Today's students pay a hefty price for a college education. The National Center for Education Statistics (NCES) reports that between 1968 and 2019, tuition rates at four-year public institutions in the U.S. grew from $324 in 1968 to $10,232 in 2019 – an increase of 3,009 percent. With college expenses rising about 8 percent each year, a growing number of students are forced to rely on student loans, leaving them drowning in debt for years. Fortunately for some, grandparents are taking note as the AARP estimates that 21 percent of grandparents provide some form of educational support to help alleviate college debt. But before jumping on board, it is important to explore and determine the best options.
Giving cash directly to a grandchild or paying a college directly may be the easiest way to provide support; however, it's not the most cost-effective option for students. While grandparents can avoid paying a gift tax by making tuition payments to an institution, colleges often reduce students' financial aid by the amount of the payment. Likewise, money gifted to students is viewed by the federal government as untaxed income, which can also negatively impact students' aid. While cash gifts can complicate things for today's students, beginning with the 2023-2024 school year, they will not need to disclose such gifts. Until then, grandparents can "gift" funds to parents, as they are not required to report it as income. Another option is to assist grandchildren by helping make student loan payments.
529 college saving plans are a great way to set aside funds for college, as contributions grow tax-deferred and there is no penalty for withdrawals for education expenses of beneficiaries. There are two types of 529 plans: College Savings Plans and Prepaid Tuition Plans. Grandparents can either contribute to a parent-owned existing plan or purchase a separate plan and maintain ownership. It is worth noting that any unused funds can be transferred to another blood relative. Also, 529 plans can be used to cover student-loan debt for beneficiaries and their siblings; however, there is a $10,000 lifetime limit for each.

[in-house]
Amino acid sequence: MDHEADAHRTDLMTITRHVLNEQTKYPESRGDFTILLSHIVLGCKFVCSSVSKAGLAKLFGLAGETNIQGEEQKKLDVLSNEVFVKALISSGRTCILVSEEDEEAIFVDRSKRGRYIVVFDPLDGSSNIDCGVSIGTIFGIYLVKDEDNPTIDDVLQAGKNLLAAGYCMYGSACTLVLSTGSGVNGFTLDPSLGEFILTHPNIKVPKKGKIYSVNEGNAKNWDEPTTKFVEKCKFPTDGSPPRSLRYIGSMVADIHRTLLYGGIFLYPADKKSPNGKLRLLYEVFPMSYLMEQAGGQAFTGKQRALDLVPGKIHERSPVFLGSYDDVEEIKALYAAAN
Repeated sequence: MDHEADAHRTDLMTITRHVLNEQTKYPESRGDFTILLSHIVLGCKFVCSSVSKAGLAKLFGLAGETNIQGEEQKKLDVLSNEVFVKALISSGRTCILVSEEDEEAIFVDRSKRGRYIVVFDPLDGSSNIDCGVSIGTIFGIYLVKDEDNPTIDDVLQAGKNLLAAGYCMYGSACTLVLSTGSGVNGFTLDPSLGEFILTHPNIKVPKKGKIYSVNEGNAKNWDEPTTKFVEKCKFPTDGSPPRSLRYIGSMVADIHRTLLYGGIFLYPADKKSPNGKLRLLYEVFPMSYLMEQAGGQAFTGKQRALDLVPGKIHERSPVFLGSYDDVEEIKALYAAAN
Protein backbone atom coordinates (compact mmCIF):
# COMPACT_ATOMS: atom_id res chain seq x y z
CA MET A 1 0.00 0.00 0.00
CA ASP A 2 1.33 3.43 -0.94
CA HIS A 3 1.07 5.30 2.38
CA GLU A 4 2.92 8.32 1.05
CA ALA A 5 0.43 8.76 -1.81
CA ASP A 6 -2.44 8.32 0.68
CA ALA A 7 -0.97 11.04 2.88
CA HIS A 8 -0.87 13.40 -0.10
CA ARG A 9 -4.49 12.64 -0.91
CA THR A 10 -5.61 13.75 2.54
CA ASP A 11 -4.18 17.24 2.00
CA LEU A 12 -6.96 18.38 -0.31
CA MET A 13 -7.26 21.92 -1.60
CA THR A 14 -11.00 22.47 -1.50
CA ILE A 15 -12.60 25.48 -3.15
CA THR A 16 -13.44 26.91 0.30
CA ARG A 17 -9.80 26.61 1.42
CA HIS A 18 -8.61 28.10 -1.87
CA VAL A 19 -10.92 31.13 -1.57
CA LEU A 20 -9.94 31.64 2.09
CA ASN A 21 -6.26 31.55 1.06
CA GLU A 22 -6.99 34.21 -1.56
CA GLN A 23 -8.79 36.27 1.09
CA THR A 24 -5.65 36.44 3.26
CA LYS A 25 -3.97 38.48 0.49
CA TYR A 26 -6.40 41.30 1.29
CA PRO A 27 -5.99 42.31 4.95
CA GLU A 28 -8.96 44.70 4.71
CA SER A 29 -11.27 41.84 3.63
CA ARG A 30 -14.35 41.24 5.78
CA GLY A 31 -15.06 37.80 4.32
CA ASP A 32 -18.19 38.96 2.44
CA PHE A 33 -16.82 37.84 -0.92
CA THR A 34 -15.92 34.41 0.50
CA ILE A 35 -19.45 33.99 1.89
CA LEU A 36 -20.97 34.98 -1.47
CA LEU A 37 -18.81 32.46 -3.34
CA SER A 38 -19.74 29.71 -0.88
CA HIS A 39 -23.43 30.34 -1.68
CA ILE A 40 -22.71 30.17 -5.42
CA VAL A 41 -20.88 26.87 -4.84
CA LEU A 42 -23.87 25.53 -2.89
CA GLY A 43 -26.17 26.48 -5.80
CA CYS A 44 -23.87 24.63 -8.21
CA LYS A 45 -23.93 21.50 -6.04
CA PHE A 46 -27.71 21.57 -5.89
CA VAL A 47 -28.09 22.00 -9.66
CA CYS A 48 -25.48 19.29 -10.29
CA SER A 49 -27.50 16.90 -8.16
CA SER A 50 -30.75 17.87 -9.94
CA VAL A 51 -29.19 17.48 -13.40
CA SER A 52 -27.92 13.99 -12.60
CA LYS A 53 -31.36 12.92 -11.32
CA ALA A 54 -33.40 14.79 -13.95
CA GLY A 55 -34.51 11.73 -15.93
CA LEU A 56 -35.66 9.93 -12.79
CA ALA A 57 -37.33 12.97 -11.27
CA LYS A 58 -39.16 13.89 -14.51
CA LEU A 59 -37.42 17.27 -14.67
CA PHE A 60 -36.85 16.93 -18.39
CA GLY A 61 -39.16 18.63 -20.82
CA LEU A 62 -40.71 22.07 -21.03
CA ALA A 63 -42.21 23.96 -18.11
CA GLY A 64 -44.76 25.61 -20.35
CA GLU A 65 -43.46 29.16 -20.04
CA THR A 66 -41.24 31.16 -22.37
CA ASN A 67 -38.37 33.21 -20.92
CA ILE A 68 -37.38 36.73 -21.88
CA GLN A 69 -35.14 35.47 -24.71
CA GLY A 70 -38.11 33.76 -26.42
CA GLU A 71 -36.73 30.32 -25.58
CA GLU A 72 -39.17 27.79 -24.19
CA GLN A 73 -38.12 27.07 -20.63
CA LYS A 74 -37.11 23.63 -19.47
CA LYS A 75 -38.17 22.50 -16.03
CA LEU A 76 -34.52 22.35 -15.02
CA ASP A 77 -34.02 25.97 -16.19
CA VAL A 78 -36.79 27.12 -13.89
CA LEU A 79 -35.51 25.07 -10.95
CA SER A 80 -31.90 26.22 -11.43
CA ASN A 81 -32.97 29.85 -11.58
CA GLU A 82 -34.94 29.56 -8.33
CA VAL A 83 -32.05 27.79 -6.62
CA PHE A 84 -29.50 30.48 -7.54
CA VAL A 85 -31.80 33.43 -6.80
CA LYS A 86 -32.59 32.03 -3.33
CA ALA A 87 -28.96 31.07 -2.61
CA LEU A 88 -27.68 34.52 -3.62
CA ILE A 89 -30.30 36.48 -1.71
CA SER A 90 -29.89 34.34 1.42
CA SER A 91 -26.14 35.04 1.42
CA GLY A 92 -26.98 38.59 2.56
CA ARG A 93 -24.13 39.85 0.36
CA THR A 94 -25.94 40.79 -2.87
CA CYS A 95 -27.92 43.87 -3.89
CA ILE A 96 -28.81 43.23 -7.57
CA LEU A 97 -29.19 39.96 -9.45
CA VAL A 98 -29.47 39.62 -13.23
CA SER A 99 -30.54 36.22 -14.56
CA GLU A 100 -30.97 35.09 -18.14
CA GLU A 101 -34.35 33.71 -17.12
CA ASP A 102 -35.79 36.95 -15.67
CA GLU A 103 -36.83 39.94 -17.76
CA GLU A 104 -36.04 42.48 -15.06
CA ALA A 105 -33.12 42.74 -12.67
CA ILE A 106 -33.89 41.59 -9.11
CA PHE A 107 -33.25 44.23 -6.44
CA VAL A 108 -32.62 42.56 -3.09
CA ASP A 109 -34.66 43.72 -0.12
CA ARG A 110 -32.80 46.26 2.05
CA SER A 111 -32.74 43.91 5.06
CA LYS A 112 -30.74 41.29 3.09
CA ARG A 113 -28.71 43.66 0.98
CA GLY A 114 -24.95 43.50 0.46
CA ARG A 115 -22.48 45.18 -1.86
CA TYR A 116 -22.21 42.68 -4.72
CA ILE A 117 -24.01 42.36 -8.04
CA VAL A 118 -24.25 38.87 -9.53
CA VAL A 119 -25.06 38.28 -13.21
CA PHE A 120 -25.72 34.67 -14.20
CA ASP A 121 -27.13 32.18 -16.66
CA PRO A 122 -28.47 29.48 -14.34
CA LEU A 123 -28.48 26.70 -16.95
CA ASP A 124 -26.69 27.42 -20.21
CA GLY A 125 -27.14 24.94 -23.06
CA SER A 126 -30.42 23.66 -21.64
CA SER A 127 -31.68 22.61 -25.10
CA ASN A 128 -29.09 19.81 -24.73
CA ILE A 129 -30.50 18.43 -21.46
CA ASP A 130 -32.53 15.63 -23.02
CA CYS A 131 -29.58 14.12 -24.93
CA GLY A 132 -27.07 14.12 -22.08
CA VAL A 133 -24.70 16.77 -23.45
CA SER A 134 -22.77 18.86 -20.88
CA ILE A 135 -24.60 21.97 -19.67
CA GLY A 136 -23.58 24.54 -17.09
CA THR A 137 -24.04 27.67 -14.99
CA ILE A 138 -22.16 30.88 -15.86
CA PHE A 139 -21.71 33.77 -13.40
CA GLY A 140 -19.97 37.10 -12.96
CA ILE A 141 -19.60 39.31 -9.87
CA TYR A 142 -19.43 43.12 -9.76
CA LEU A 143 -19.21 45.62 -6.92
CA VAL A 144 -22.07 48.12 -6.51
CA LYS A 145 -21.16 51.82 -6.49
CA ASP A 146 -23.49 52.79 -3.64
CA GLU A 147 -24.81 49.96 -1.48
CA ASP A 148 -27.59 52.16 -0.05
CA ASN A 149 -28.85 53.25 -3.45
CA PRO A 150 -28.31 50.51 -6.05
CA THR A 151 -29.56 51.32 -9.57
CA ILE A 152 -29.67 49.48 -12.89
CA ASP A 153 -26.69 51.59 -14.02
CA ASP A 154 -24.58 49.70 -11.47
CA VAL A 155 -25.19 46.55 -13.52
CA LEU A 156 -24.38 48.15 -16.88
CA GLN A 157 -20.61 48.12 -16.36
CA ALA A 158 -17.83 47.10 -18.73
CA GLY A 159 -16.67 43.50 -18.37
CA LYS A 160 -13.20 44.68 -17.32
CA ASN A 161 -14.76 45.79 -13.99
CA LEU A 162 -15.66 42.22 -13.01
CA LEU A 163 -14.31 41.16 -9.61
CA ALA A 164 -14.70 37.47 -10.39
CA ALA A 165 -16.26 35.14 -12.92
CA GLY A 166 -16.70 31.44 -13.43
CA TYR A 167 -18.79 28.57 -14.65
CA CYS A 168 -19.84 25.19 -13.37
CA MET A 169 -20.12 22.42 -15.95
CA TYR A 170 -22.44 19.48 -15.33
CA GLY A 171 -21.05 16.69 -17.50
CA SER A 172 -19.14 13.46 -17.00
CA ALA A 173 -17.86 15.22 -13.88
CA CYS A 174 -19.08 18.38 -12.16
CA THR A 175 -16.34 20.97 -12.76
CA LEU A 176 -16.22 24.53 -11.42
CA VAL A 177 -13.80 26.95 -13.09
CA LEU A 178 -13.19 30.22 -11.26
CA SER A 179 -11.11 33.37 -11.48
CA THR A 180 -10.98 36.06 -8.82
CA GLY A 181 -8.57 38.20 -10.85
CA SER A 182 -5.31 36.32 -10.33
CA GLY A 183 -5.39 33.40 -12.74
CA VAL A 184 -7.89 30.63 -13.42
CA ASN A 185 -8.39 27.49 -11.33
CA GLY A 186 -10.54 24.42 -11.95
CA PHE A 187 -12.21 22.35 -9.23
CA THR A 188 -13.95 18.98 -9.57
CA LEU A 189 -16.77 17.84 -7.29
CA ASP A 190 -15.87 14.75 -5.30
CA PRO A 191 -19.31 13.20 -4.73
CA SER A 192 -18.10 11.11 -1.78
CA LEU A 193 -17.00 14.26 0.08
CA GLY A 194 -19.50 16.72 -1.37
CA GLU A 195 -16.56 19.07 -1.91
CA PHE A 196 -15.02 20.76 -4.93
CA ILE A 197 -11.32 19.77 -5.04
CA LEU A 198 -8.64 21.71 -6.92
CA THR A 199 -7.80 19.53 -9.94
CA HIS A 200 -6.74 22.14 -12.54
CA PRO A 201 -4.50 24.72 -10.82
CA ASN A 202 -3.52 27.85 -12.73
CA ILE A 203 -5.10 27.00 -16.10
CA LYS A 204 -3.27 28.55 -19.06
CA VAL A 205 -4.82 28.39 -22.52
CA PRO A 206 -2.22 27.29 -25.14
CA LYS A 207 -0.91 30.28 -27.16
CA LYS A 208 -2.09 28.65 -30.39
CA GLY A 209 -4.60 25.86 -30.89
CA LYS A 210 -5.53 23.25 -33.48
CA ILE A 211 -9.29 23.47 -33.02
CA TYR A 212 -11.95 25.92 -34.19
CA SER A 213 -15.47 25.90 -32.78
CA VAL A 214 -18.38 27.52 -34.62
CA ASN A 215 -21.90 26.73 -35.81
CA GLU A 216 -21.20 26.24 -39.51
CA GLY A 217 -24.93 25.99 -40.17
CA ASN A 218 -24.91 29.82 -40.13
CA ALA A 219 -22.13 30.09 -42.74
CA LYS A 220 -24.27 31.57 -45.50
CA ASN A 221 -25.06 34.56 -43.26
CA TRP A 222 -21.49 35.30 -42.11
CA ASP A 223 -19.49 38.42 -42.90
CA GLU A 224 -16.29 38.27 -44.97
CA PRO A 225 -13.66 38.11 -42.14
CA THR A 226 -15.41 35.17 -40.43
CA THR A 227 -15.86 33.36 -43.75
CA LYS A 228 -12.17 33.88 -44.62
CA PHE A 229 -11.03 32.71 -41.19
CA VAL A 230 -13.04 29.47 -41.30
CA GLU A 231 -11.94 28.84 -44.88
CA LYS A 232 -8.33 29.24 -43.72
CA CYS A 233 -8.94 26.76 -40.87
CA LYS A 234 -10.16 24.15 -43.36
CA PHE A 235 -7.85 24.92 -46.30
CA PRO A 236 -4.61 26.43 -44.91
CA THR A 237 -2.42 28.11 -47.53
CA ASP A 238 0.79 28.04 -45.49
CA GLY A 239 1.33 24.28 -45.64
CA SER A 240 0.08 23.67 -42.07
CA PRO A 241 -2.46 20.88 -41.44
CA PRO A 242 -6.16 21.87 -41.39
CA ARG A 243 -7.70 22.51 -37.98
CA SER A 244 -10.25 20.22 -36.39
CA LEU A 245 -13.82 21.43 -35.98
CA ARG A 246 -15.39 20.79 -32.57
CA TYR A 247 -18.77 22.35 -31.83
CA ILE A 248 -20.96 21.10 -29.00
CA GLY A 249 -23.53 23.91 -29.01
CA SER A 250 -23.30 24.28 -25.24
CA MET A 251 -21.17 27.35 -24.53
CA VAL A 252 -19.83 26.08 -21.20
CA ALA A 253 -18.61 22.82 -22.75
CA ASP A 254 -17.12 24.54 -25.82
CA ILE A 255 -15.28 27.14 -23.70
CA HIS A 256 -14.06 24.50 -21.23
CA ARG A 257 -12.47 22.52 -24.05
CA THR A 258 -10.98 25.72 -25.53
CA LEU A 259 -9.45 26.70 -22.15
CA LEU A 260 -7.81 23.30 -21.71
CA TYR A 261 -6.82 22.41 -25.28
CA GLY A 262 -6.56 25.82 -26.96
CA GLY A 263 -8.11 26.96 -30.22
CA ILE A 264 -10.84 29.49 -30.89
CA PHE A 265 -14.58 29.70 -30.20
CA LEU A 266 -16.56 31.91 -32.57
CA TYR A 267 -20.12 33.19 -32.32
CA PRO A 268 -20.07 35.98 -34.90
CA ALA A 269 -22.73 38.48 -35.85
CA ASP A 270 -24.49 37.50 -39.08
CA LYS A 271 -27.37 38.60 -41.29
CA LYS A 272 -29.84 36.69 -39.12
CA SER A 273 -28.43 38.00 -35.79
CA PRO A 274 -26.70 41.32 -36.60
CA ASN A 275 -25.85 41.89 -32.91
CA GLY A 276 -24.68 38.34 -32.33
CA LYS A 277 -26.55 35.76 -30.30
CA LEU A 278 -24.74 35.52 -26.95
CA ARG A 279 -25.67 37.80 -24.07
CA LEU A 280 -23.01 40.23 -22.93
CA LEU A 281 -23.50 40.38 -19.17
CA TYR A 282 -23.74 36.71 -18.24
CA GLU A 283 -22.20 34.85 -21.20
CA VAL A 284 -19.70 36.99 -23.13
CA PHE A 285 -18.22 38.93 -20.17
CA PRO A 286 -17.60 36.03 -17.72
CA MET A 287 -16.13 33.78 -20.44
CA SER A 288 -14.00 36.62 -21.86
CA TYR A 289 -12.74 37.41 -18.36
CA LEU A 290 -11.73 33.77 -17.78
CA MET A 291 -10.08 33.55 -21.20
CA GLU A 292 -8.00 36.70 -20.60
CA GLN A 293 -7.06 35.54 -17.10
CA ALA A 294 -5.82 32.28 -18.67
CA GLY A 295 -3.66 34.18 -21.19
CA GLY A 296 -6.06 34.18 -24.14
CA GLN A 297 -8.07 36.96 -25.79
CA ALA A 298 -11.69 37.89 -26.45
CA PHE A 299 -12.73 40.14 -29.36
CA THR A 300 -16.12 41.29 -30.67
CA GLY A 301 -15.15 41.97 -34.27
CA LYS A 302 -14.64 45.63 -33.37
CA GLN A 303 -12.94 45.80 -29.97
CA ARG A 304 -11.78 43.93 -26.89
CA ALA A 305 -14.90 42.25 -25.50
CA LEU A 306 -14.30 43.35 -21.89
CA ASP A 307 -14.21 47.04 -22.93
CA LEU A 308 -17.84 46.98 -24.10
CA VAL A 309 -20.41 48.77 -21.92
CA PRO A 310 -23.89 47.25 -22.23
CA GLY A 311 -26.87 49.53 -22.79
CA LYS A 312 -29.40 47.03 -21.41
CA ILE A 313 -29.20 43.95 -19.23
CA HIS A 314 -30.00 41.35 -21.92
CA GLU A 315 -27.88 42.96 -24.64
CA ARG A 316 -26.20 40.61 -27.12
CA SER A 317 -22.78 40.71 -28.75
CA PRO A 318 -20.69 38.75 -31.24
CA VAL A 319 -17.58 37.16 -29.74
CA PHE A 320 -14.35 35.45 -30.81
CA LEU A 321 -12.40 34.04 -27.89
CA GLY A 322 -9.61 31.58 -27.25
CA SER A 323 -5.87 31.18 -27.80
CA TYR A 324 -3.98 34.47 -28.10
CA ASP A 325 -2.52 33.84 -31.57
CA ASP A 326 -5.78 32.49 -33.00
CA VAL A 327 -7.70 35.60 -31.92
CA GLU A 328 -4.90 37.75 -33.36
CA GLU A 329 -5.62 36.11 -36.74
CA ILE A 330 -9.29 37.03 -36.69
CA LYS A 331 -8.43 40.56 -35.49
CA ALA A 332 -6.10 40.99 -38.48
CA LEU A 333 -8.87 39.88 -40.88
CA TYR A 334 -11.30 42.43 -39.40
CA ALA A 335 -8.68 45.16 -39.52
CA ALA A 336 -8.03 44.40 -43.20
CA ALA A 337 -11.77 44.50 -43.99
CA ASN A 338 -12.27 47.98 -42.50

The state's prepaid tuition program, College Illinois!, allows the purchase of future tuition at today's rate. This is an attractive offer when one considers rising tuition costs and massive student loan debt. According to the NCES, the current cost to attend a four-year public institution in Illinois is approximately $25,000 a year. Taking into account an 8 percent tuition increase each year, students will pay approximately $115,352 for a bachelor's degree earned in four years. Using a college cost and savings calculator, a newborn attending an Illinois public institution for four years starting in 2039 will pay a whopping $134,261 for a bachelor's degree.
Individuals who prefer a more traditional savings option can purchase custodial accounts and serve as the administrator while the grandchild is a minor. These accounts offer a level of flexibility that is missing in other plans. There are no income or contribution limits. The funds can only be used for the assigned beneficiaries, and withdrawals are not subject to penalties nor restricted to educational expenses. One drawback is that institutions may reduce the students' financial aid by up to 20 percent. Custodial accounts cannot be reversed or adjusted, and they automatically transfer to beneficiaries once they reach legal age.
Coverdell Education Savings Accounts (ESA)
Formerly known as Education IRAs, ESAs offer tax-free deductions for educational expenses. Grandparents interested in these accounts should speak with the parents or guardians as there is a $2,000 annual limit per child for all Coverdell accounts. Contributors must also meet specific income guidelines to open the account. ESA accounts can affect students' financial aid and unused funds can be transferred to someone related to the beneficiaries.
There are several other options for grandparents to consider. Savings bonds, which can only be used for tuition and fees, are a safe bet as they are fully guaranteed. Interest earned is not subject to federal, state or local taxes, and the bonds can be transferred to 529 plans. Educational trust funds give grandparents significant control, as they earmark exactly how and when the funds can be used, as well as name trustees to ensure that the funds are used as outlined. Great options for young grandchildren are certificates of deposit, as they grow faster than regular savings accounts. A minimum of $1,000 is needed to start and the funds must remain in the account for a designated period.
When considering your options, Edward Jones financial adviser Brian Hubert emphasizes the importance of "starting early and saving regularly." Hubert, who is based in Springfield, strongly encourages grandparents to meet with a financial adviser who will make recommendations based on one's goals and financial situation.
Jolonda Young, a former Illinois Times staff writer, currently serves as director of a college readiness program serving potential first-generation college students from low-income families. Young lives in Peoria, her hometown.